In blood collected on day 1, only around 45% of the former exhibited somewhat enhanced antibody titers against SARS-CoV-2, while 93% of the hospitalized showed significantly enhanced titers against the spike protein specifically.

Samples collected three weeks later showed significantly enhanced antibody titers for both groups, though still in a gradient-based on disease severity.

In addition to targeting SARS-CoV-2, antibodies may be deployed by the immune system that targets the ACE2 receptor in an effort to block entry of the virus into a host cell, and an increase in the titer of these antibodies was found amongst hospitalized COVID-19 patients only.  

Immune cell profile

The cellular immune profile of asymptomatic patients was found to be very similar to healthy controls, with the only significant difference being a decrease in the frequency of inducible T-cell costimulator bearing CD8 T-cells.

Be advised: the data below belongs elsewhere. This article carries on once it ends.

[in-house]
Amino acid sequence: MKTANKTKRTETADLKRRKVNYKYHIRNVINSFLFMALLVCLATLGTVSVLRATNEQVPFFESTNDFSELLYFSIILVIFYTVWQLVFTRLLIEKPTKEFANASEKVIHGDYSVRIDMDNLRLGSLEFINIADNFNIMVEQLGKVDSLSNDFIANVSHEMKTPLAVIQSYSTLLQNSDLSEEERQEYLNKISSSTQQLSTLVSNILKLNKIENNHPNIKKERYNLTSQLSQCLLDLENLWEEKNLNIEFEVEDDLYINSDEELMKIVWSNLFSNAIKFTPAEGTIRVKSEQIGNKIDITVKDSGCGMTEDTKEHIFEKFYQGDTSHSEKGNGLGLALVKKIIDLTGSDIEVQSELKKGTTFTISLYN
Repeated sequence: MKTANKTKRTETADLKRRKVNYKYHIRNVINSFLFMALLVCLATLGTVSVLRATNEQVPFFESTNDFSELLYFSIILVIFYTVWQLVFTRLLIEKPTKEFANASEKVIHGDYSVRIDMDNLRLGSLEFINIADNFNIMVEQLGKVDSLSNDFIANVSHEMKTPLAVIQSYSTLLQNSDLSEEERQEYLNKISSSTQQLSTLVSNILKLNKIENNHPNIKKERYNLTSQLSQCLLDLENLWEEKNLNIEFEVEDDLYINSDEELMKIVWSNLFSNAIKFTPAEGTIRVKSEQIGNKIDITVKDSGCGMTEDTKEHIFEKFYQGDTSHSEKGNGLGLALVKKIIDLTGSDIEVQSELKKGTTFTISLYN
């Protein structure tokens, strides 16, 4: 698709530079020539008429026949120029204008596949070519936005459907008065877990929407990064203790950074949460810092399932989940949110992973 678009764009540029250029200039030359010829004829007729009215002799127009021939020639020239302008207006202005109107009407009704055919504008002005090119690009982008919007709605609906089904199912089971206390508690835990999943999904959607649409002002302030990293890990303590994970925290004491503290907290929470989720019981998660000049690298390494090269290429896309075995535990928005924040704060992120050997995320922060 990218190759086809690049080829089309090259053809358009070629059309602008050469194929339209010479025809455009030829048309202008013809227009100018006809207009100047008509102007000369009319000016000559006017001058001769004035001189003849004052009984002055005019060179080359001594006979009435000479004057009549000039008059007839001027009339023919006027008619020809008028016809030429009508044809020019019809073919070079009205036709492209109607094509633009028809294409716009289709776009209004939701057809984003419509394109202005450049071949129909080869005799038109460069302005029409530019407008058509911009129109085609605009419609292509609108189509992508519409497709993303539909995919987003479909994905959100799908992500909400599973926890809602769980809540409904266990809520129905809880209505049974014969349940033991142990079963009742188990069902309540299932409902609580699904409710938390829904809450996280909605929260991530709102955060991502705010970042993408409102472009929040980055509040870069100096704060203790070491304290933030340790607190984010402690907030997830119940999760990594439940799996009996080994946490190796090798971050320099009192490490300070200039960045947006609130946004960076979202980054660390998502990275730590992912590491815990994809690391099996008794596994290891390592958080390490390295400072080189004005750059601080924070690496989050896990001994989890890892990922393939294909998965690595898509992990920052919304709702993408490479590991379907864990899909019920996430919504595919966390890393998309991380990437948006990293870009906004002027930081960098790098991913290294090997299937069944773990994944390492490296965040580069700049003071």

Differences in the frequency of several CD8 T-cell subsets were found between those with mild COVID-19 and healthy controls, including Ki67+ and CD38+, which indicate active and proliferating antigen-specific CD8 T-cells.

The fraction of Th1-responsive CD4 T-cells was enhanced in mild patients from the earliest time-point, and the frequency of antigen-presenting and secreting cells was greater.

The frequency of CD38+ CD8 T-cells and mature dendritic cells at day was strongly correlated with high titers of anti-SARS-CoV-2 antibodies targeting the nucleocapsid in mild patients. At the same time, this trend was not found to be true for hospitalized COVID-19 patients.

Non-classical monocytes were present in high frequency in 40% of mild patients, and only 10% of hospitalized patients, and antigen-presenting cells such as plasmacytoid and myeloid dendritic cells were also present in much greater frequency among mild patients.